By John Pecoraro, Assistant Director
First there was Thanksgiving with its turkey and pumpkin pie (and everything else), and a few short weeks later, here’s Christmas. And the feasting hasn’t let up for a moment between the two. But now it’s over. It is time to get back to reality. It’s time to start eating right again.
But what’s right? The dizzying array of healthy eating and weight loss options is confusing, to say the least. What’s best, Atkins, or Weight Watchers? Paleo or Glycemic Index? Macrobiotic, Mediterranean, Nutrisystem, South Beach, Volumetics, Blood Type, 3 Hour, how do we make sense of all the choices?
Start at the Manhattan Public Library. The library has an extensive collection of diet books in traditional paper format, and also available for free download through the Sunflower eLibrary and Hoopla.
Some diets preach a no or low carbohydrate lifestyle. In “The Paleo Diet: Lose Weight and Get Healthy by Eating the Foods You were Designed to Eat,” Loren Cordain, founder of the Paleo movement, demonstrates how to prevent and treat heart disease, cancer, metabolic syndrome, and other illnesses. The key is a diet rich in lean meats and fish, fruit and non-starchy vegetables. No rice, potatoes, bread, or pasta on this diet.
Cardiologist Robert Atkins developed a high protein, low carbohydrate diet that is still popular. In his “Dr. Atkins’ New Diet Revolution,” Atkins returns 20 years after the original publication of his diet to insist that sugar, refined white flour, and carbohydrate-based junk food are far more harmful to our health than meat and fish, eggs and butter. Bacon for breakfast every day is OK with Atkins.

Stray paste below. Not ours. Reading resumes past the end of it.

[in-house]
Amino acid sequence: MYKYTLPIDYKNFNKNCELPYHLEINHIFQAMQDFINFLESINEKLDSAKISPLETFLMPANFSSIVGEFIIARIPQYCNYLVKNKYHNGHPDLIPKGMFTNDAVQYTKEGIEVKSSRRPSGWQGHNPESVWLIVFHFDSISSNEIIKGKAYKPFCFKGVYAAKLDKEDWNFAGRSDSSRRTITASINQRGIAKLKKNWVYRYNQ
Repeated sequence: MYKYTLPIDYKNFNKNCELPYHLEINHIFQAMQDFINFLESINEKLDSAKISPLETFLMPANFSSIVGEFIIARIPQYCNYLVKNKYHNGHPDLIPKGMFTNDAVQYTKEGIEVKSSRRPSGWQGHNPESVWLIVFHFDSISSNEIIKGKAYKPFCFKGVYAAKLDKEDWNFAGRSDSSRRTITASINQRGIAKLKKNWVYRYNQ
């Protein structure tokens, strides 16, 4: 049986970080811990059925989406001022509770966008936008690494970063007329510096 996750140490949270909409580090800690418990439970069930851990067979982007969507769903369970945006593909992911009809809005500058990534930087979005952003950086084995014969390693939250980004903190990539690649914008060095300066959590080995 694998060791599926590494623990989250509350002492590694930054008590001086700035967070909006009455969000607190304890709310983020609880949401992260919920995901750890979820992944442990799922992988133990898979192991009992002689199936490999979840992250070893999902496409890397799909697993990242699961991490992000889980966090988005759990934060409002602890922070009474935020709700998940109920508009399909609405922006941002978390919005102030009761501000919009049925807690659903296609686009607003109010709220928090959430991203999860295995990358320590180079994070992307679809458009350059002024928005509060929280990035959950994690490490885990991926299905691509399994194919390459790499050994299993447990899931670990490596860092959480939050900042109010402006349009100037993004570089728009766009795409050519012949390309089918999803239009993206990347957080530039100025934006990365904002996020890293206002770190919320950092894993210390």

Sugar is the villain in many diets. In “The New Sugar Busters,” H. Leighton Stewart and co-authors, argue that cutting sugar from your diet, will also trim fat. They favor a diet of unrefined foods high in fiber and low on sugar. White foods, including potatoes, rice, bread, and pasta, and refined sugar are out. Keeping them out, the authors maintain, will result in weight loss and improved overall health.
On the opposite end of the spectrum from the protein rich diets is “The 80/10/10 Diet: Balancing Your Health, Your Weight, and Your Life One Luscious Bite at a Time,” by Douglas N. Graham. Graham, an adviser to world-class athletes and an adherent of raw foods, espouses a diet of 80% carbohydrates, 10% protein, and 10% fat. This diet of whole, fresh, uncooked fruits and vegetables, he claims, will result in easy weight management, disease reversal, and optimum health.
Eating habits that work for one person may not be effective for someone else. According to weight loss specialist Dr. Scott Rigden, there is no miracle diet that works for everyone. In “The Ultimate Metabolism Diet: Eat Right for Your Metabolic Type,” Rigden explains that everyone has a unique body type with a corresponding metabolism. He identifies five metabolic types, provides questionnaires to assist people in identifying their own type, and offers specific dietary and lifestyle habits to ease the pain of weight loss.
America ranks number 12 among the most obese countries in the world (http://www.worldatlas.com/articles/29-most-obese-countries-in-the-world.html). It’s no secret, we aren’t eating right. But are there places in the world where people are eating right, that we can learn from? In “The Blue Zones Solution: Eating and Living Like the World’s Healthiest People,” Dan Buettner writes about the places in the world where people eat and live right. Included in the blue zones are Okinawa, Sardinia, the Nicoya peninsula in Costa Rica, Ikaria in Greece, and Loma Linda, California. In addition to diet, Buettner stresses the importance of social networks, daily rituals, physical environment, and the sense of purpose enjoyed by these populations.
The Mediterranean diet is another popular way of eating. In titles including “The Mediterranean Diet for Beginners,” and “The Mediterranean Diet for Everyday,” this heart-healthy eating lifestyle features fresh fruits and vegetables, grains, lean meats and fish, and good fats like avocado and olive oil.
If you want to ring in the New Year by starting to eat right, or by losing a few of those holiday pounds, there’s no shortage of books claiming to have the answers. Whether you want to try “French Women Don’t Get Fat,” or “The Shangri-la Diet: the No Hunger, Eat Anything Weight Loss Plan,” or even “The Fat Flush Plan,” you’ll find them all at the library.